With elimination hook, blackjack is busting out again with CBS tour


May 16, 2006|By BILL ORDINE

Before the expression "all in" became a cultural cliche and before poker stars like Chris "Jesus" Ferguson and Doyle Brunson became more recognizable than say, most major league baseball players, there was a time when another card game was king in the casinos.

The game was blackjack and it had its own aura of romance and intrigue with so-called card counters, skilled card sharks who had a mathematical edge over the house, playing David to the casino's Goliath.

However, when poker made the leap to television and created a whole new class of pop culture celebrities, blackjack was left far behind. And when occasionally tried on cable TV, blackjack tournaments have been tedious and even silly.

Paradoxically, it turns out that a former poker champion, Russ Hamilton, may have come up with a concept - periodic player eliminations - that may update the old game of "21" for TV and perhaps inspire a rejuvenation in casinos.

With Hamilton's subtle modification the key ingredient, CBS has agreed to air two seasons of the Ultimate Blackjack Tour debuting Sept. 16. The show's 2 p.m. time slot will immediately put it up against major competition in college football. CBS Sports has committed to 11 episodes this year and a second season, planned for 18 episodes, in spring 2007.

The blackjack series follows another CBS venture into gambling-related programming, the Intercontinental Poker Championship that begins airing June 17.

In blackjack, the player plays against the dealer. The object is to form a hand that gets closest to 21 without going over. Face cards count as 10, aces as one or 11, and all other cards count as their face value. In tournaments, the players also compete against each other to accumulate the most chips.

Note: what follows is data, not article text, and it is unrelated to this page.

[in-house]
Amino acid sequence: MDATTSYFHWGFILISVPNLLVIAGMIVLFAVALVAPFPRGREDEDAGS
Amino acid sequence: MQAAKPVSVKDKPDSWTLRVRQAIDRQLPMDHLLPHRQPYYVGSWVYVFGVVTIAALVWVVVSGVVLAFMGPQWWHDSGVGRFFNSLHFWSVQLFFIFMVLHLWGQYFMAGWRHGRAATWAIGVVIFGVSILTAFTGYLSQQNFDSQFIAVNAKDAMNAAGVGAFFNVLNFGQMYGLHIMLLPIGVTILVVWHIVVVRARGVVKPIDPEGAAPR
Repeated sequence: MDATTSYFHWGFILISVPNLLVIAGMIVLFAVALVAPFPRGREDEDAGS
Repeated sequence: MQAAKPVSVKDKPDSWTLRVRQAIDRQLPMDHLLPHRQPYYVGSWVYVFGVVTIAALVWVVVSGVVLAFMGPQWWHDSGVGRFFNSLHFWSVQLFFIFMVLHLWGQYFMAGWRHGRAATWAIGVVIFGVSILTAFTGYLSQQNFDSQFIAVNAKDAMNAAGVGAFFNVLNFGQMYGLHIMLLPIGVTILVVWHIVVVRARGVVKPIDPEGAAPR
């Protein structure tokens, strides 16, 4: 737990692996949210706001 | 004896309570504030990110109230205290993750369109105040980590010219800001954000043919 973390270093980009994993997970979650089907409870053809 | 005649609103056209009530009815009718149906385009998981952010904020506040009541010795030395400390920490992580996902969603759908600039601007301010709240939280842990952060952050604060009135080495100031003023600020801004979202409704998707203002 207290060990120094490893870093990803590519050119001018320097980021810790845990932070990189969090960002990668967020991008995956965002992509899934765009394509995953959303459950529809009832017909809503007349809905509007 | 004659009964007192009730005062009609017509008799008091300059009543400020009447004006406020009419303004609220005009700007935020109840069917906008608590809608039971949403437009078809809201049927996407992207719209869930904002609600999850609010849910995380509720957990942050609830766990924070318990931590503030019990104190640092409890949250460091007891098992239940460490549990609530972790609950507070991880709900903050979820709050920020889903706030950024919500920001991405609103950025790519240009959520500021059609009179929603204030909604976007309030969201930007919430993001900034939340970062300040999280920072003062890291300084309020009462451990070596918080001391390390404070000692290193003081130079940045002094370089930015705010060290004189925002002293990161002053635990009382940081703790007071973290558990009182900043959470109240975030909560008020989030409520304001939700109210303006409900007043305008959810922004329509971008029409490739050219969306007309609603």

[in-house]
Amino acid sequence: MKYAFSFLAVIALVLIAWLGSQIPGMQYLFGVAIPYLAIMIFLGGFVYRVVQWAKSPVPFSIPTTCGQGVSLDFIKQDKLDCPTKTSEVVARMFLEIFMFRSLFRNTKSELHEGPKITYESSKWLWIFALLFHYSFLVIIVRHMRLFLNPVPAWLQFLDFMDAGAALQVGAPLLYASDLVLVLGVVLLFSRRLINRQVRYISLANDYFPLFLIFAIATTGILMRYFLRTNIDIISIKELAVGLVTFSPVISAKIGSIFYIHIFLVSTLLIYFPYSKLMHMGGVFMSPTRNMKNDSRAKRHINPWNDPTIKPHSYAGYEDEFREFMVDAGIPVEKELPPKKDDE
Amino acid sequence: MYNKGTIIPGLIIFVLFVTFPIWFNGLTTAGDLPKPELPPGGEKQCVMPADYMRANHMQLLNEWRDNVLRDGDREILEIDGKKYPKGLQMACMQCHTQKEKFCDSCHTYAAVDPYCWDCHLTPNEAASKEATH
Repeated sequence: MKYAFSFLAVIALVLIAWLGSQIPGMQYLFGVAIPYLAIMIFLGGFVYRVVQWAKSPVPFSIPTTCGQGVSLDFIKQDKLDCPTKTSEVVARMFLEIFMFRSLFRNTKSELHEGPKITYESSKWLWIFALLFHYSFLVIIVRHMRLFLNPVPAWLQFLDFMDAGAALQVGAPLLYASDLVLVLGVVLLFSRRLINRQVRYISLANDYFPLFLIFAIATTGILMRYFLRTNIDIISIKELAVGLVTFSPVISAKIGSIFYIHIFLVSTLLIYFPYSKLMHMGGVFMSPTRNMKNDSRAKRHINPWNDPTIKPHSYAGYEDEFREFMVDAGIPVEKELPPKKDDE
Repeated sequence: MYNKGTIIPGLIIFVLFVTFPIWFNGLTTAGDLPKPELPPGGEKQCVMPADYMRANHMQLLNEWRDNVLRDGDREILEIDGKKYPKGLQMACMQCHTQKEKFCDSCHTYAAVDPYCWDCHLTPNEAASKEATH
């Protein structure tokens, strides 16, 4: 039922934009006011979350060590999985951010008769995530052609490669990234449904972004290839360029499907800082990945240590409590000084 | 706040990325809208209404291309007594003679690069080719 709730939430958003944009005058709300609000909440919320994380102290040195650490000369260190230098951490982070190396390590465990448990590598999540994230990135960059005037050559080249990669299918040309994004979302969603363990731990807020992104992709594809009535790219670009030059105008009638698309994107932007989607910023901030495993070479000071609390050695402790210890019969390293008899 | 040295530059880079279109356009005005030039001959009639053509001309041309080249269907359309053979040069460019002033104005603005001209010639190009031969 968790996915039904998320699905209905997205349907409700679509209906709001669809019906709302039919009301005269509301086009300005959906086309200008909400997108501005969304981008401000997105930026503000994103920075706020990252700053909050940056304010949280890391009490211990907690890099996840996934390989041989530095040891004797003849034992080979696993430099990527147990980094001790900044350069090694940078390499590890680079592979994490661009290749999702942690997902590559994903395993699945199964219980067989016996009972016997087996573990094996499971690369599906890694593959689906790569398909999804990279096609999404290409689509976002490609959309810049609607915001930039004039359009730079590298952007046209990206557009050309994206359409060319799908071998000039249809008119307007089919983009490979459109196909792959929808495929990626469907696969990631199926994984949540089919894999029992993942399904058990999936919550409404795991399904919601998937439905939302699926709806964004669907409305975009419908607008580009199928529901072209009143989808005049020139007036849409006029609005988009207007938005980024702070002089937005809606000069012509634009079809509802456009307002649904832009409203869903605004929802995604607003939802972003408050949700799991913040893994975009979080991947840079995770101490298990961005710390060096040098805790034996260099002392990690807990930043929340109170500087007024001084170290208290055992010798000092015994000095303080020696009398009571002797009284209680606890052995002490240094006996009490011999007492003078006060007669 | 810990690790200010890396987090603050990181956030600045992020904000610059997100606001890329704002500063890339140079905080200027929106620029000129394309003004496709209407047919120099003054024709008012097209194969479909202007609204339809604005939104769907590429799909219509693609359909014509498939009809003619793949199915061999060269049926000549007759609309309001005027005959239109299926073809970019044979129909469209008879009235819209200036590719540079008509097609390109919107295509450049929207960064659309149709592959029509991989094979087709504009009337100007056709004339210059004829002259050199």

Hamilton's variation on traditional blackjack tournaments, which frequently feature 30 hands, is meant to create tension throughout the game by eliminating players who have the smallest chip stack after the eighth, 16th and 25th hands. Without that type of pressure, competitors have traditionally played extremely conservatively until the final rounds of play, making for dull TV.

"We didn't want to change the rules of blackjack, but we knew we had to tweak it," said Hamilton, whose enterprise is being financed by a consortium of backers. "The elimination element is the key. It forces players to start strategizing from the beginning."

To further heighten the drama, Hamilton's version allows players to make one "secret bet," which can bluff other players into making ill-advised bets themselves, and the TV audience will be able to see the dealer's hole card in the same way viewers are privy to poker players' hole cards.

Hamilton won the World Series of Poker main event in 1994 and last year was an elimination victim of Severn accountant Steve Dannenmann, who finished second to win $4.25 million.

While there's no telling whether Hamilton's turn on blackjack will approximate the popularity of Texas Hold 'em, the plans are grandiose.

The UBT's first season will feature famous names from the card-playing world: poker's Phil Hellmuth, Annie Duke and Johnny Chan, as well as lesser-known blackjack stars such as Kenny Einiger. With Hamilton's production company putting up the first-season prize money, the winnings will be modest by big league poker standards, about $100,000 to be split among the top finishers in most of the episodes.

But as the first televised season airs, Hamilton hopes to have casinos around the country holding his version of blackjack tournaments, which will serve as qualifiers for TV final tables in the second season. Should that happen, average players will be creating prize pools with their own cash and the top awards could become enormous.

A Web site has been created to introduce the concept to the public, www.playUBT.com, and eventually visitors to the Web site will be able to play in free tournaments to qualify for TV final tables in the second season.

"After the first TV season, we'll see some new players who will start becoming stars in this game and they'll be the ones getting endorsements like poker players do now," Hamilton said. "We'll have average players coming out of the woodwork and they'll be the new celebrities."

In UBT games, card-counting skills will not be helpful. Understanding blackjack basic strategy - a preset formula of when to stand, take another card, double the bet or split the original two cards - will be advantageous.

However, the elimination factor and the urgent need for chips may occasionally necessitate unorthodox tactics, such as doubling the bet on a natural blackjack, a move that at the very least would draw some odd glances in a normal game of casino blackjack.


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